DOJ Increases Efforts to Combat Sexual Harassment in Housing

Department of Justice Increases Efforts to Combat Sexual Harassment in Housing

DOJ Increases Efforts to Combat Sexual Harassment in Housing During the COVID-19 Pandemic

(STL.News) – United States Attorney D. Michael Dunavant of the Western District of Tennessee is asking anyone who has witnessed or experienced sexual harassment by a landlord, property manager, maintenance worker, or anyone with control over housing to report that conduct to the Department of Justice.

The COVID-19 Pandemic has impacted the ability of many people to pay rent on time and has increased housing insecurity.  The Department of Justice has heard reports of housing providers trying to exploit the crisis to sexually harass tenants.  Sexual harassment in housing is illegal, and the Department of Justice stands ready to investigate such allegations and pursue enforcement actions where appropriate.

“Every person in this district deserves the right to live in a place of their choosing without fear of sexual harassment.  This is not a small town issue or a big city issue, but an issue of respect and dignity.  We want the women and men throughout all of West Tennessee to know that there’s someone they can turn to if you feel unsafe in your home – no matter where their home is,” said D. Michael Dunavant, U.S. Attorney for the Western District of Tennessee.  The U.S. Attorney’s Office continues to work closely with state and local partners to identify incidents of sexual harassment in housing.

“The Fair Housing Act authorizes the U.S. Department of Justice take swift action against anyone who sexually harasses tenants,” said Eric Dreiband, Assistant Attorney General for Civil Rights.  “Landlords, property owners, and others who prey on vulnerable tenants during the COVID-19 pandemic should be on notice.  We will bring the full resources of the United States Department of Justice to the fight against sexual harassment in housing.  We will defend the right of tenants and their families to live peacefully and securely in their homes without the added stress, pain, fear, and turmoil of dealing with sexual predators.”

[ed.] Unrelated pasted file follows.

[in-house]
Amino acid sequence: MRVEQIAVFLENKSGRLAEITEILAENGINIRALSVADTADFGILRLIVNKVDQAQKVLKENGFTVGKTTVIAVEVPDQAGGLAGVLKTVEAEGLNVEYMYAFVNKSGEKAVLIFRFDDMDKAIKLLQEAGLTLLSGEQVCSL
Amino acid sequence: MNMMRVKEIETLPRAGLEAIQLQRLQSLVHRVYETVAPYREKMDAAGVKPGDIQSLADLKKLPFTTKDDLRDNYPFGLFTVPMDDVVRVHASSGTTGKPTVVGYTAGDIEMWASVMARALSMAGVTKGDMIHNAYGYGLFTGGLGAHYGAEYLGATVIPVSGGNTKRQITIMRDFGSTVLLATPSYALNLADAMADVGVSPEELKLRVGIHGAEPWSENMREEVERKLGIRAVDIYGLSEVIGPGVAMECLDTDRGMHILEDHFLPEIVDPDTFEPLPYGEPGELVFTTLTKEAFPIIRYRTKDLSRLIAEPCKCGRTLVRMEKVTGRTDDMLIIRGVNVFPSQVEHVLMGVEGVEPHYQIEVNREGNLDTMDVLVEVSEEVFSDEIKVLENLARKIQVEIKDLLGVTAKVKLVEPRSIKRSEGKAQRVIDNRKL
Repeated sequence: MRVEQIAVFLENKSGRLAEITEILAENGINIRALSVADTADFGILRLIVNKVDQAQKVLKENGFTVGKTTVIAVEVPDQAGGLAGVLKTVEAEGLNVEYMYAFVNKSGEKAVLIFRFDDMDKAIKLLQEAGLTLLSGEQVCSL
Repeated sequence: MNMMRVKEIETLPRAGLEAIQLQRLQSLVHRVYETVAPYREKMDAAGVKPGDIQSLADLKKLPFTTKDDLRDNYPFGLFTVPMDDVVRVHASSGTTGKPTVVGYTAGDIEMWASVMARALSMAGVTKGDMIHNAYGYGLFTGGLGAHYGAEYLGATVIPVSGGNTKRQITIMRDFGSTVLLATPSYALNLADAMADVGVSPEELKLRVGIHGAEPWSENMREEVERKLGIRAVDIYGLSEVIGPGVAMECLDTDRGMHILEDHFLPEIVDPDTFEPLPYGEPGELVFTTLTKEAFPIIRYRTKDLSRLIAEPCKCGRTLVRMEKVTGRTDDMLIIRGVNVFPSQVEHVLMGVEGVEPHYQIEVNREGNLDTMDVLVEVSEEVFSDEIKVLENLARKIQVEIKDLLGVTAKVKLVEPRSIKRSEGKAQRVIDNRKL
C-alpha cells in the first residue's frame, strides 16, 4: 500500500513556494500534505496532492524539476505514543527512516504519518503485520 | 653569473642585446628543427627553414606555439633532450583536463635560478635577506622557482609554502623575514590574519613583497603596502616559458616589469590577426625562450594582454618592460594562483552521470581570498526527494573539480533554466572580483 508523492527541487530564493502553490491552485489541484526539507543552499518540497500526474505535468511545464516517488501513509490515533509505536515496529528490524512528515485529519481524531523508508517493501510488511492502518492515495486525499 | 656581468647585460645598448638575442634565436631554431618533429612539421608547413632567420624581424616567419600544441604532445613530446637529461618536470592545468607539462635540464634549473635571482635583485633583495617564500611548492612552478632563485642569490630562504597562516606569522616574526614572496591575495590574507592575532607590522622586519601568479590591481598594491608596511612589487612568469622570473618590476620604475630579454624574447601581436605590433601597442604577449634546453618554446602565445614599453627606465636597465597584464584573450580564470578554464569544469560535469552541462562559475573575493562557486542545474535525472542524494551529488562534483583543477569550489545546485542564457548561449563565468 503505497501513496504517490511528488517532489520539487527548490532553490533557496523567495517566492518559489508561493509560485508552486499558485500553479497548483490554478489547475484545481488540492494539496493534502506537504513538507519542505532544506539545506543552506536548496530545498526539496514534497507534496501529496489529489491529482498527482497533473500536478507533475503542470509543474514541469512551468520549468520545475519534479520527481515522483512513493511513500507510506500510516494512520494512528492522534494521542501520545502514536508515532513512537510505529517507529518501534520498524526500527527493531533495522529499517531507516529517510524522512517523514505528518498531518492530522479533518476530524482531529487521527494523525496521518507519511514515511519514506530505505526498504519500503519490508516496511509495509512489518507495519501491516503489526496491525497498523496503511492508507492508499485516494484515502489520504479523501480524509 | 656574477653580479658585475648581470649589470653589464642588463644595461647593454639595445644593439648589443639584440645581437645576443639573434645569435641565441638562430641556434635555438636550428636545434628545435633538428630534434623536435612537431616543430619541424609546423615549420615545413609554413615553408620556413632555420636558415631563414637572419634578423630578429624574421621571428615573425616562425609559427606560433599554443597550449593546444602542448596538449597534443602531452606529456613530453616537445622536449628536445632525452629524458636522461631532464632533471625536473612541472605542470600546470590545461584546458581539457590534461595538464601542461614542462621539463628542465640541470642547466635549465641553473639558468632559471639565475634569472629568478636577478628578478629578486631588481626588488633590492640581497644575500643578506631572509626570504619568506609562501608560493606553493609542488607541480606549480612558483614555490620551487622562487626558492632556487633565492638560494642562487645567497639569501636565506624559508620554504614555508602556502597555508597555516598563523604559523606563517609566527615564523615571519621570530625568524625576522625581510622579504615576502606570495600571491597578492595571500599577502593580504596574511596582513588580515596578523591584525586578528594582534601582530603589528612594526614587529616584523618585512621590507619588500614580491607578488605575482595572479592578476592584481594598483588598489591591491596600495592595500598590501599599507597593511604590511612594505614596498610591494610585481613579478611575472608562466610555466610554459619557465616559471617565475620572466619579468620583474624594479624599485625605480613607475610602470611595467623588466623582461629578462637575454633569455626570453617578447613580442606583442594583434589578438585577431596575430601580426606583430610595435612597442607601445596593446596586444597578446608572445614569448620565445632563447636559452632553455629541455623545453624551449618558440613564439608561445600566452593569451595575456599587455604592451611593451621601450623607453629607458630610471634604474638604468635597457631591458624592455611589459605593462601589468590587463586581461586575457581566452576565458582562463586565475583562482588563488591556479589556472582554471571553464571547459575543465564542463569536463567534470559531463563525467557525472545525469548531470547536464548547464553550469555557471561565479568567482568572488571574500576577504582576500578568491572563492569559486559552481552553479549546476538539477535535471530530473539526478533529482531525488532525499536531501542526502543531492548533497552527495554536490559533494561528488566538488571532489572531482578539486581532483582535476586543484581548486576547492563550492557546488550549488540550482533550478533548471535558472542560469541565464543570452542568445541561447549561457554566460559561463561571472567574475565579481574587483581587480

The Justice Department’s Sexual Harassment in Housing Initiative is an effort to combat sexual harassment in housing led by the Civil Rights Division, in coordination with U.S. Attorney’s Offices across the country.  The goal of the Initiative is to address sexual harassment by landlords, property managers, maintenance workers, loan officers or other people who have control over housing.

Launched in 2017, the Initiative has filed lawsuits across the county alleging a pattern or practice of sexual harassment in housing and recovered millions of dollars in damages for harassment victims.  The Justice Department’s investigations frequently uncover sexual harassment that has been ongoing for years.  Many individuals do not know that being sexually harassed by a housing provider can violate federal law or that the Department of Justice may be able to help.

The Department of Justice, through the Civil Rights Division and the U.S. Attorney’s Offices, enforces the Fair Housing Act, which prohibits discrimination in housing on the basis of race, color, religion, sex, familial status, national origin, and disability.  Sexual harassment is a form of sex discrimination prohibited by the Act.


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